In my mother’s kitchen, I found the answers to all my curiosities. I was lured not only by my mother’s love, but also by the fascinating rituals she performed daily in her kitchen.
From a very young age, I have vivid memories of watching my beloved mother, Rani Sharma, cooking with such passion, exquisite care, and attention to details that even the simplest dish would be her “best”.
Traditionally, meals are very simple in India. While the elements that make up the meals can be described as “simple”, Indian women often excel in creating simple dishes which are complex and exotic in flavor, texture, presentation.
Much of this transcending from simple to exotic is based on the use of spices. I have been cooking meals since I was 9 years old, and although my own affinity, love and passion for cooking feels as though it came naturally to me, I know that I was greatly influenced by my mother and also because I was fortunate to be born and brought up in Delhi.
Brought up in a traditional and culturally rich home, having faith in my own individuality and uniqueness in creating these blends, I am quite confident, that with little imagination, anyone can discover their own fantasy in creating some wonderful dishes with their own personal touch.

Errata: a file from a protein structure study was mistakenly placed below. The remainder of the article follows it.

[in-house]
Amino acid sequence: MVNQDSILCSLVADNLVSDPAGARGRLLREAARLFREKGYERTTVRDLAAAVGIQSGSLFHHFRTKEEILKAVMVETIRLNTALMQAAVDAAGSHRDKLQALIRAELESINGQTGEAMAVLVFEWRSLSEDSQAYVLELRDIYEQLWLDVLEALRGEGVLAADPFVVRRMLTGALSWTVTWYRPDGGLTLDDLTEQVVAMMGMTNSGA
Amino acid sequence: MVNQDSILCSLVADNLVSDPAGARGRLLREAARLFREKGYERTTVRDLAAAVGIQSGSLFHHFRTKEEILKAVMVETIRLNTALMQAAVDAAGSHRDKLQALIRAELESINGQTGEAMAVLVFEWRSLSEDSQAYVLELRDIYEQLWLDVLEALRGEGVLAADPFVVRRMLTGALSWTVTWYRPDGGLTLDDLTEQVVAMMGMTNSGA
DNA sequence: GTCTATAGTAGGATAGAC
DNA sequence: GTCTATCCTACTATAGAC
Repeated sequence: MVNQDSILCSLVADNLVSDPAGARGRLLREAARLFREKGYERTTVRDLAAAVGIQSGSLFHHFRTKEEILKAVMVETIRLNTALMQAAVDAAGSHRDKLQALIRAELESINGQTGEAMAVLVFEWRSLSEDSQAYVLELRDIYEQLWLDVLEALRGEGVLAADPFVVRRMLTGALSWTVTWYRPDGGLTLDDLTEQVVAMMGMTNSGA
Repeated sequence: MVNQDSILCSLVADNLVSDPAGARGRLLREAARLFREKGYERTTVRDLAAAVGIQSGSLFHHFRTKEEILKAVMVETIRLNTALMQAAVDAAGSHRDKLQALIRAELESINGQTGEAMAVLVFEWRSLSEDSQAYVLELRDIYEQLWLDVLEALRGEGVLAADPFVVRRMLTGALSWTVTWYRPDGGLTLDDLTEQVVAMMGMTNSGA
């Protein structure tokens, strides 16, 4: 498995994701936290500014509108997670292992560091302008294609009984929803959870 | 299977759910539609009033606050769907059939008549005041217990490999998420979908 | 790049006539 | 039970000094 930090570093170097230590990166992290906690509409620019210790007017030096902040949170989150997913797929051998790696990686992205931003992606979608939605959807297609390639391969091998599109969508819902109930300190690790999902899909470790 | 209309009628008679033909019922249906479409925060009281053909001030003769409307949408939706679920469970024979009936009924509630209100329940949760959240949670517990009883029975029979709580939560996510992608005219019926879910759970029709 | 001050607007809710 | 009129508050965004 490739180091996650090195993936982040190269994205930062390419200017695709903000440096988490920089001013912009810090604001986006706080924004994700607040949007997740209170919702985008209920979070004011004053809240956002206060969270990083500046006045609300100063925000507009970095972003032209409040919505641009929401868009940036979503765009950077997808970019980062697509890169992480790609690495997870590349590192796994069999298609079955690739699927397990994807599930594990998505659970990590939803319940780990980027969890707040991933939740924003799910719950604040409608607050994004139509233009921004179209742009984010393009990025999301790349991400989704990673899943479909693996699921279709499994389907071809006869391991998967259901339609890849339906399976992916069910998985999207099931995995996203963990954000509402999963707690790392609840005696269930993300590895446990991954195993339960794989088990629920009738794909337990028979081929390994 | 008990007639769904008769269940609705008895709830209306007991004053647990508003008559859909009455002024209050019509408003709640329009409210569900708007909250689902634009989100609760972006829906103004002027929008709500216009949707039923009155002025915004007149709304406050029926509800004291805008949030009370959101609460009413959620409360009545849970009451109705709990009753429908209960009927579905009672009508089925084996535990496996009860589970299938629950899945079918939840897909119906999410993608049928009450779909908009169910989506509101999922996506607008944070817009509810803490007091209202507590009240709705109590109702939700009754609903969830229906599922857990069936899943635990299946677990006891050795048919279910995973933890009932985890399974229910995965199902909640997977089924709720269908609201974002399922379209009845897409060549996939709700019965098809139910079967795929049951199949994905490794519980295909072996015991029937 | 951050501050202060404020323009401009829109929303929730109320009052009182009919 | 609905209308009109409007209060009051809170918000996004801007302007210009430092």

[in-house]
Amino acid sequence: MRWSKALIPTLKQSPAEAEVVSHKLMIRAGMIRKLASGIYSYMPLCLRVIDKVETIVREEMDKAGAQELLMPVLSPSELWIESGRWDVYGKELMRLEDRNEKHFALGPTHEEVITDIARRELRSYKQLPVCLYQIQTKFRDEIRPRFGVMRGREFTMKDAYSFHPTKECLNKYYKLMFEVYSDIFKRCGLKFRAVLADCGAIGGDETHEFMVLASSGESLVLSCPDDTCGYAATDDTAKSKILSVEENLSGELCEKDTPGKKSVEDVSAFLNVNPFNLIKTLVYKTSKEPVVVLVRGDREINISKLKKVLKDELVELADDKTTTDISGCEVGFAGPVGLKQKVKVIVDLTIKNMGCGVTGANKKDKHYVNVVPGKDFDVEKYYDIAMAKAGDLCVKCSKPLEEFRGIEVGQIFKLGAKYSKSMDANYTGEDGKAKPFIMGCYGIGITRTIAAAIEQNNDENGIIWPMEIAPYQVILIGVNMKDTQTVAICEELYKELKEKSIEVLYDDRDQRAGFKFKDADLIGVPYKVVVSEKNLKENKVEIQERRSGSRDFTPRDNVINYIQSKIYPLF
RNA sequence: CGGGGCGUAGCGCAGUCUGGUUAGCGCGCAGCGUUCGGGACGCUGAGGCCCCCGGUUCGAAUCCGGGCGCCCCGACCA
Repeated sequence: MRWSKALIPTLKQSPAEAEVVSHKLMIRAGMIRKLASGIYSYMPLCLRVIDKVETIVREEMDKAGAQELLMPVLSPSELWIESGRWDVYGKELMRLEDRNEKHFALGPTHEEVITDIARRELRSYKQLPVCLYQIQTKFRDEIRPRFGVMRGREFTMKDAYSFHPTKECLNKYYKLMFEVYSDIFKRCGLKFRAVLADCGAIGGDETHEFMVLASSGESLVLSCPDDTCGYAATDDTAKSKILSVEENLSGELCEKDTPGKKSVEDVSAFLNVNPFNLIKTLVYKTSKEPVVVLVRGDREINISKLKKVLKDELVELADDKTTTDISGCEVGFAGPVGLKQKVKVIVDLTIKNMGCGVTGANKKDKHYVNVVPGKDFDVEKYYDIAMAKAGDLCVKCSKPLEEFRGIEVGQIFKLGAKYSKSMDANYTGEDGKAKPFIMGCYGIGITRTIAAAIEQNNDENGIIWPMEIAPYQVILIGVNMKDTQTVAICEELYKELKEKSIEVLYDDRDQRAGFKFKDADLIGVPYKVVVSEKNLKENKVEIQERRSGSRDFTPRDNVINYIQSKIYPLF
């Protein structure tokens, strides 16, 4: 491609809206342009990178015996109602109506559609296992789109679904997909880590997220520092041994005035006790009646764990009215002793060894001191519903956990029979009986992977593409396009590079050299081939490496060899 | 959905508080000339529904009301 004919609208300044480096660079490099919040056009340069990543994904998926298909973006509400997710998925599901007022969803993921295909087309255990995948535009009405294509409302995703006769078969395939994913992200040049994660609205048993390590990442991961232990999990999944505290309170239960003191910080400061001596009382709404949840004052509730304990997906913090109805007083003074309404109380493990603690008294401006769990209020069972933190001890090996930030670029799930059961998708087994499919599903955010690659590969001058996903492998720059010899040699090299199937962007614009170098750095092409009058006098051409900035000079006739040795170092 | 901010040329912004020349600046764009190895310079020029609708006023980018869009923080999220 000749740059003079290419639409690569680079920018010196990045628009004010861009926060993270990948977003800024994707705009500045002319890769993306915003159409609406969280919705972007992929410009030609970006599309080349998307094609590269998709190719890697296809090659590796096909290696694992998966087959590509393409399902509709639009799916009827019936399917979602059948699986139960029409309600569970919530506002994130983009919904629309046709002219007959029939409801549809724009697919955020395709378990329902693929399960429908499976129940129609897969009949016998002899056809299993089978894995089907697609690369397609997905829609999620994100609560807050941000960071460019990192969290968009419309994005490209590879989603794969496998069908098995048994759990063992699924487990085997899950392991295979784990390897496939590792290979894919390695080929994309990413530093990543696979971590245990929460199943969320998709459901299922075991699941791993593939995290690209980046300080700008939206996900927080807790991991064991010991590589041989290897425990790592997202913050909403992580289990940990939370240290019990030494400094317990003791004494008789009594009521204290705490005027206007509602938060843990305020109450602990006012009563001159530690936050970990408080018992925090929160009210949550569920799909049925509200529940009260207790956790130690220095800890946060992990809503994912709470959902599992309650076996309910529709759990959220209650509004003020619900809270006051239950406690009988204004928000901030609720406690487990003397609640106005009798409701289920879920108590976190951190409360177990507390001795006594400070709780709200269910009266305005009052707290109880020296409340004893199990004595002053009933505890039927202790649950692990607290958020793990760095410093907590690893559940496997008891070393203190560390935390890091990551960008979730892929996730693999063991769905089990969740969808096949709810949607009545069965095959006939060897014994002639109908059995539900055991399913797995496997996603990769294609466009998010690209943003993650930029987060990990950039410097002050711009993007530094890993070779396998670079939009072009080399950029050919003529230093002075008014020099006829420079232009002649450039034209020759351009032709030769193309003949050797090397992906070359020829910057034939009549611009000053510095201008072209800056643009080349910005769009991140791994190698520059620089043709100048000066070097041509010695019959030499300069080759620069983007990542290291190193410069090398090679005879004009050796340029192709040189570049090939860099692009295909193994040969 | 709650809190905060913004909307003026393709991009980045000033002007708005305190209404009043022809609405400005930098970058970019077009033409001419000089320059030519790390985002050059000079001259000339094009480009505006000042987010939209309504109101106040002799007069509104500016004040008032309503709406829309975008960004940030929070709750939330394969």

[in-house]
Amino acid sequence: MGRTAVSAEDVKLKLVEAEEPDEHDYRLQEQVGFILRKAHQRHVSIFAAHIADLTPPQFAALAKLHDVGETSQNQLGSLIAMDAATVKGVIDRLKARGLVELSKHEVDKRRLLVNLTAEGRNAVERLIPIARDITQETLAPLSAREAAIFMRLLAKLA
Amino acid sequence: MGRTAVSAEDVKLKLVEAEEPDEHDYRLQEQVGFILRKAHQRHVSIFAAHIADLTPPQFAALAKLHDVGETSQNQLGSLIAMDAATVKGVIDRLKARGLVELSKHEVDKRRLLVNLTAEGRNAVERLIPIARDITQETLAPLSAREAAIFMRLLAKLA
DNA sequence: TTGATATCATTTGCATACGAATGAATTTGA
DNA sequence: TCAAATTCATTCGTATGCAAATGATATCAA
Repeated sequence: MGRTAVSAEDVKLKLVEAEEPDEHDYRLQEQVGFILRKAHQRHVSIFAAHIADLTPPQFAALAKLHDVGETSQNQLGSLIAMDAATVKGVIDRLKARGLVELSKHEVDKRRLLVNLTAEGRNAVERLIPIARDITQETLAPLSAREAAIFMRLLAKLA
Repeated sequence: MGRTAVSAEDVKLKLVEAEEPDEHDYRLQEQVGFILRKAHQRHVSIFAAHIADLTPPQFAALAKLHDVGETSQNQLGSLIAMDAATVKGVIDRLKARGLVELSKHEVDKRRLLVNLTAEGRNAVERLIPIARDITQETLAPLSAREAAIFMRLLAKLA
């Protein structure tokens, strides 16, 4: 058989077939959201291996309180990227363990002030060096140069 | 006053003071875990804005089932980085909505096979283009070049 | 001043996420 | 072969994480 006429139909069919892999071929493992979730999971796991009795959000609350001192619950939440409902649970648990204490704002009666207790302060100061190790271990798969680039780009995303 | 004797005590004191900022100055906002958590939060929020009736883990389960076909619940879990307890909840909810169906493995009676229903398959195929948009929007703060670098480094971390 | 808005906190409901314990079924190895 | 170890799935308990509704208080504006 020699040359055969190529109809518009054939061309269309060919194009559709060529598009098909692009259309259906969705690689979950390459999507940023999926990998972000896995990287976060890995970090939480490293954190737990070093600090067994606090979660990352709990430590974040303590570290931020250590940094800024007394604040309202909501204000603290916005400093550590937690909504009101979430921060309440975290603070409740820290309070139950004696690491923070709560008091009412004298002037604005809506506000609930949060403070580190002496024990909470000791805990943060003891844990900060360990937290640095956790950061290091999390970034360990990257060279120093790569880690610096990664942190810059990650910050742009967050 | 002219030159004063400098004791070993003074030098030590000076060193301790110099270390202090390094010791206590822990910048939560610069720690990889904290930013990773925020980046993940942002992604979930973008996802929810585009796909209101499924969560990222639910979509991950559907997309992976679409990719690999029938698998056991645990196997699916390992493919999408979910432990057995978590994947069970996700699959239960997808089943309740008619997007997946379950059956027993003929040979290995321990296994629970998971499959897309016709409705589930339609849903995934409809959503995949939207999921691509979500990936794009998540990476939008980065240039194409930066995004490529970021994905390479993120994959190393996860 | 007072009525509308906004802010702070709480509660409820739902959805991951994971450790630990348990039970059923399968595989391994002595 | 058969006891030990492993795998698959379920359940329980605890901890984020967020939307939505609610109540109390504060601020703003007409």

Delhi has been a celebrated center of Indian royal haute cuisine for centuries. Except for brief periods, Delhi has been the capital of a country which is a mosaic of incredibly diverse cultures and sub-cultures, with each having its own cuisine, style or variation: if “cuisine” is used in the singular, Indian cuisine is arguably the most varied in the world.
My curiosities, combined with exposure to amazing foods prepared by master chefs from these diverse cultures, helped to form my own cooking style.
After teaching for City of Kent Parks and Recreation over 26 years, I finally called it a quit last Fall, 2017. Now I hold custom made private sessions on Indian Cuisine.
I have resided in Kent/Des-Moines (a suburb of Seattle) WA past 51 years. It did not take long after my arrival that my cooking became known to people locally and in surrounding areas, with articles about it appearing in newspapers in Seattle and elsewhere.
I began receiving invitations to conduct workshops on Indian cuisine, as well as requests from organizations to participate in annual fund raising events.
Because my food and cooking expertise was not derived from formal training, I still consider myself an “amateur chef”. My expertise is wholly derived from the countless hours of pleasure and sheer joy I find in cooking. “What is learned with pleasure is learned full measure”, as the adage goes.